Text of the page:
This August Libby Hsu and I travelled to El Salvador to work with long-time D-Lab community partner ASAPROSAR to assess the energy needs of the rural community, El Sauce.
While most of El Salvador has reliable electricity access, there is little prospect of the national electric grid being extended to El Sauce. The goal of this trip was to identify specific energy needs in the community, technologies to meet these needs, and practical approaches to distribute energy technologies in the community.
This work is part of a larger effort by the D-Lab's Energy Research Group to develop an assessment toolkit for working with community-based organizations such as ASAPROSAR, which are looking to provide increased energy access to the communities they serve. The toolkit consists of:
•Interview questionnaires for households and businesses
•A process for mapping the consumer product supply chain in the community
•A process for identifying key community institutions that can contribute/participate in increasing energy access in the community.
Current Energy use and expenditures
Following up on work done by the D-Lab: Energy class this past spring, we confirmed the need and affordability of solar lanterns with mobile phone charging capabilities for many individual households. Currently, most El Sauce residents spend ~$8 per month on kerosene for lighting and travel to the nearest town where they can charge their mobile phones for a $0.25 fee.
While many residents have a TV or radio charged by a car battery, the only way recharge the battery is to carry it over 20 minutes on foot to the nearest town. Due to the difficulty and cost (there is a fee for charging and the batteries typically need to be replaced once a year), this process it is not a popular option.
Through the household interviews we identified a specific church as a key community-gathering place in El Sauce. We then meet with a community organizer to learn about the church’s current energy use and needs. We found that the congregation spends ~$25 per month just on kerosene for lighting. We also found that church members are interested in being able to power a TV and DVD player so they could watch programs as a group, as well as a microphone and amplifier for playing music.
Solar energy products Identified
With this information we identified solar power and lighting systems that would be comparable to what residents currently spend on energy. An environmental NGO in the region sells a high quality solar lantern with mobile phone charging capability that fits the needs and budget of individual households. For the church, we identified a solar power and lighting system that will be able to provide four bright lights for the church, charging up to 10 mobile phones at a time, with 12 volt outputs that can power a radio, TV, or amplifier. These products all have an expected lifetime of over five years and have warranties ranging from two to three years.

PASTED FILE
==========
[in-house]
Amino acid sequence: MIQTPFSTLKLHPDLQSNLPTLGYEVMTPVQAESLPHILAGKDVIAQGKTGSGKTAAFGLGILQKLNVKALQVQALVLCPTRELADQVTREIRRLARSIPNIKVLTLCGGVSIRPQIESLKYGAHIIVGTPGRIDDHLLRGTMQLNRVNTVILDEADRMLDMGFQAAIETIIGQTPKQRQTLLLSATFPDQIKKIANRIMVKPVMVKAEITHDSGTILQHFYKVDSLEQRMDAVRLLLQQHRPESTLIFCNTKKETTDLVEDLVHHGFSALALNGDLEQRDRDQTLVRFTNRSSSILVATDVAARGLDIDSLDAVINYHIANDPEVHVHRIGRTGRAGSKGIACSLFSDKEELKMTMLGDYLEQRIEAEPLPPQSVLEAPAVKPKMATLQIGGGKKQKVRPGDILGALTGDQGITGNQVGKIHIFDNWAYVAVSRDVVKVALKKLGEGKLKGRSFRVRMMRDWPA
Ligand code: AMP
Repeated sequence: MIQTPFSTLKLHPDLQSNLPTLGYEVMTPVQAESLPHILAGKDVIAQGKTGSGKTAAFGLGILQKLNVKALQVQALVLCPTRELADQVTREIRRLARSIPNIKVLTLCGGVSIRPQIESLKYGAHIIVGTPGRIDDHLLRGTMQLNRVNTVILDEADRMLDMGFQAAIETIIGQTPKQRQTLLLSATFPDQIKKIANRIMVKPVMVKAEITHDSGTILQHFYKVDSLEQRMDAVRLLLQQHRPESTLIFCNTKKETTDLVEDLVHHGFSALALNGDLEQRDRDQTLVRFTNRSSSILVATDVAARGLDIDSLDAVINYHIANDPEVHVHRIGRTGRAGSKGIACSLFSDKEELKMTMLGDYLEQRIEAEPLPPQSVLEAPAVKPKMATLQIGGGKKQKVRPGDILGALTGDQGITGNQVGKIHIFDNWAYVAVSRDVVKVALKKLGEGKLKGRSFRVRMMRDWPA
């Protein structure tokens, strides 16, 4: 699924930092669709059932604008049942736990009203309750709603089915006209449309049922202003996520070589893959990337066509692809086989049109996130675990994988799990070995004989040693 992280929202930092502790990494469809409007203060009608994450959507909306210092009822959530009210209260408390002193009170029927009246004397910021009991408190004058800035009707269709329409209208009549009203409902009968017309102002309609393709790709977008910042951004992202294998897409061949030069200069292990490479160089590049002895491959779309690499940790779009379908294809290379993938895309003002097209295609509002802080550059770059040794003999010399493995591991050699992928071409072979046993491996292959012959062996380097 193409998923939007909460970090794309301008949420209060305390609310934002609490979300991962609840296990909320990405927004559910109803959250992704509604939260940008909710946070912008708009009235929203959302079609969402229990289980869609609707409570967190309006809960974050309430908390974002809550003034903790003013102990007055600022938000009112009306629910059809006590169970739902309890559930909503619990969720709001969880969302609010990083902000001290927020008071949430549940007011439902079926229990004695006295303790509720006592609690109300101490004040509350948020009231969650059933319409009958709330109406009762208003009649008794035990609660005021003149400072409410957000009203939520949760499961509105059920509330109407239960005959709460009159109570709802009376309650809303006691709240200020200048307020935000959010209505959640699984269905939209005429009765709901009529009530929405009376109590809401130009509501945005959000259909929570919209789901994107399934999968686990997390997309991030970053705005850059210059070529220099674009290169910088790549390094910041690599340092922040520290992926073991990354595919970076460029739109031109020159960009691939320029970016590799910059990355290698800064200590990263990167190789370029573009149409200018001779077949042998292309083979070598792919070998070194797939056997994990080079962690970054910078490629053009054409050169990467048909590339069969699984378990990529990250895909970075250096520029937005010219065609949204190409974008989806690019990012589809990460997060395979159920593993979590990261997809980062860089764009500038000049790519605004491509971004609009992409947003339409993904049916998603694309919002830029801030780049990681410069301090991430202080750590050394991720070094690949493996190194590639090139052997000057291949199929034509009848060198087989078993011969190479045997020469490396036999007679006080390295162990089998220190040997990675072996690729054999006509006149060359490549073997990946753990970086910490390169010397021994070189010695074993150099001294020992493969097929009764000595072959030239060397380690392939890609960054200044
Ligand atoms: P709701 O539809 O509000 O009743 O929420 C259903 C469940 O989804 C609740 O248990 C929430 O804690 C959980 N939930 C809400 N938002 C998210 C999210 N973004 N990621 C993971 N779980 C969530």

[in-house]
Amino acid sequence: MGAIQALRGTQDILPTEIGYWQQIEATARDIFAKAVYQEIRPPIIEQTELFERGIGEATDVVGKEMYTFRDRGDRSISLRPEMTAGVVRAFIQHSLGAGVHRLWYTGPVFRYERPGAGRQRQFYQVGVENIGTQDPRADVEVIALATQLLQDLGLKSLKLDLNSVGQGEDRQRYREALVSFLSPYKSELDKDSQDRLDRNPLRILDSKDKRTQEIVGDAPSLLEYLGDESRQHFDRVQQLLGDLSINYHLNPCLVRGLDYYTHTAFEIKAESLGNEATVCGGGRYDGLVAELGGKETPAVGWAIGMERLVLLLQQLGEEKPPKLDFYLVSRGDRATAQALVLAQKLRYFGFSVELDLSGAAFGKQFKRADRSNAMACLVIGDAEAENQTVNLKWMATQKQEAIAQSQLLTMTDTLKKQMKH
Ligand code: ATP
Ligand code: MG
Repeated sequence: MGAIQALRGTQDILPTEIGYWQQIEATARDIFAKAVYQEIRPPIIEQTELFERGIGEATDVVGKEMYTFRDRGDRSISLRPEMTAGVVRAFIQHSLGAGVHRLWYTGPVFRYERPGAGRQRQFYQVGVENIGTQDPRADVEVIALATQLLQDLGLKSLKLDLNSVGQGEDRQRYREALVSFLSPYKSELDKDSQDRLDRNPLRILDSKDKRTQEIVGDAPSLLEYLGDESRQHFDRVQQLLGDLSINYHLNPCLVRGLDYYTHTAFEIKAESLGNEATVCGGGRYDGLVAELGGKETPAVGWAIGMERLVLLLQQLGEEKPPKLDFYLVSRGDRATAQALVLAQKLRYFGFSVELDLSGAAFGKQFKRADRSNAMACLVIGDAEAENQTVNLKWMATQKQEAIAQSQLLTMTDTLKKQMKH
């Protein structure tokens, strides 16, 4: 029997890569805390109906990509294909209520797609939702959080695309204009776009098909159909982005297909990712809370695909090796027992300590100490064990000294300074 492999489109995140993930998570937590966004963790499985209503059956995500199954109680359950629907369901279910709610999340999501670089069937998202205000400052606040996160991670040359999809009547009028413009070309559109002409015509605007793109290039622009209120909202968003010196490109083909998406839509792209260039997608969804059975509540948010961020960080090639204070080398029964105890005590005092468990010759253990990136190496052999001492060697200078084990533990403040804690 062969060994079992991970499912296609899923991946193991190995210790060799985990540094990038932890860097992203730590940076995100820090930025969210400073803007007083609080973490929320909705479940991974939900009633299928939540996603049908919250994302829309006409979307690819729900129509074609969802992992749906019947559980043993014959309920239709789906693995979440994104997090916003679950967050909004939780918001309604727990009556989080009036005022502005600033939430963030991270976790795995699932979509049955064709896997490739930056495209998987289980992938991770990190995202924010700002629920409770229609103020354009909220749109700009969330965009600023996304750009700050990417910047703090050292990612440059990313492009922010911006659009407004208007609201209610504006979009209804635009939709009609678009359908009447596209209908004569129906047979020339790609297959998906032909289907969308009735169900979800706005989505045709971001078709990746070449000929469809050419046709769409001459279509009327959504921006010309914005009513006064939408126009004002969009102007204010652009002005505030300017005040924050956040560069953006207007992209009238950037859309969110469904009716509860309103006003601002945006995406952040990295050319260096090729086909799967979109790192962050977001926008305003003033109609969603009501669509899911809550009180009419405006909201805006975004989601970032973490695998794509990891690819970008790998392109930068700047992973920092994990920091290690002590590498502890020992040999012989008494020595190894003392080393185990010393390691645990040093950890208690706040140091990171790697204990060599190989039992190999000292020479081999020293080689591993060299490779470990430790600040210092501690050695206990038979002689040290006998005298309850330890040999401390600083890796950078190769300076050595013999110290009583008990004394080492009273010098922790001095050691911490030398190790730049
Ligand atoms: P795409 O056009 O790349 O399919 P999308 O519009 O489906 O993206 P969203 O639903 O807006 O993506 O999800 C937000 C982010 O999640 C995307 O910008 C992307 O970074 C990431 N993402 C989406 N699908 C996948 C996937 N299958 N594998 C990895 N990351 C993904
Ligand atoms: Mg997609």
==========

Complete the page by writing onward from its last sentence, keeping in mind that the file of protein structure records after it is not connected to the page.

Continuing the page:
In addition to interviews with residents of El Sauce, we conducted interviews with residents of nearby villages, shopkeepers in the nearby town, and retailers in the closest major city, Chalchuapa, in order to understand the supply chain for consumer goods. We found that most El Sauce residents rarely shop at stores in the nearby towns, and instead take a two-hour bus ride to do their shopping every two weeks in Chalchuapa where prices are lower. Thus, it would be challenging for a local store to effectively sell solar lighting products to El Sauce residents. Discussions with electronics retailers in Chalchuapa revealed that they are more focused on products that have wider appeal in the cities and more developed areas of El Salvador.
Given the challenges described with typical retail distribution, we discussed with ASAPROSAR the possibility of incorporating the distribution of solar energy products into their current program activities. Since ASAPROSAR staff members regularly visit El Sauce, they would be able to handle the physical distribution of the products.
We are also working with ASAPROSAR’s microfinance team to set up one-year loan programs specifically designed for households to purchase solar lanterns, and for the church congregation to purchase a larger solar lighting and power system. This will allow the community to redirect funds towards solar energy products without significantly affecting their monthly budgets. Once the products have been paid for, the households and church community will begin to reduce their monthly energy expenses
ASAPROSAR is planning to begin distributing solar energy products in El Sauce in the coming months. Libby and students from the D-Lab: Development class will check in on the progress and impact of the products on the community during their trip to El Salvador in January.
I am currently in Mali conducting a larger scale energy needs assessment with our partner Mercy Corps, in three regions across the country. The feedback and insights gathered by working with ASAPROSAR in El Sauce have been extremely valuable for improving the assessment toolkit, training the data collection team, and shaping the study design for our work in Mali. I’m looking forward to analyzing the results from this ongoing assessment and using the results to develop programs Mercy Corps can use to increase energy access in rural Mali.
Email Eric Verploegen, Research Engineer, Food-Water-Energy Lead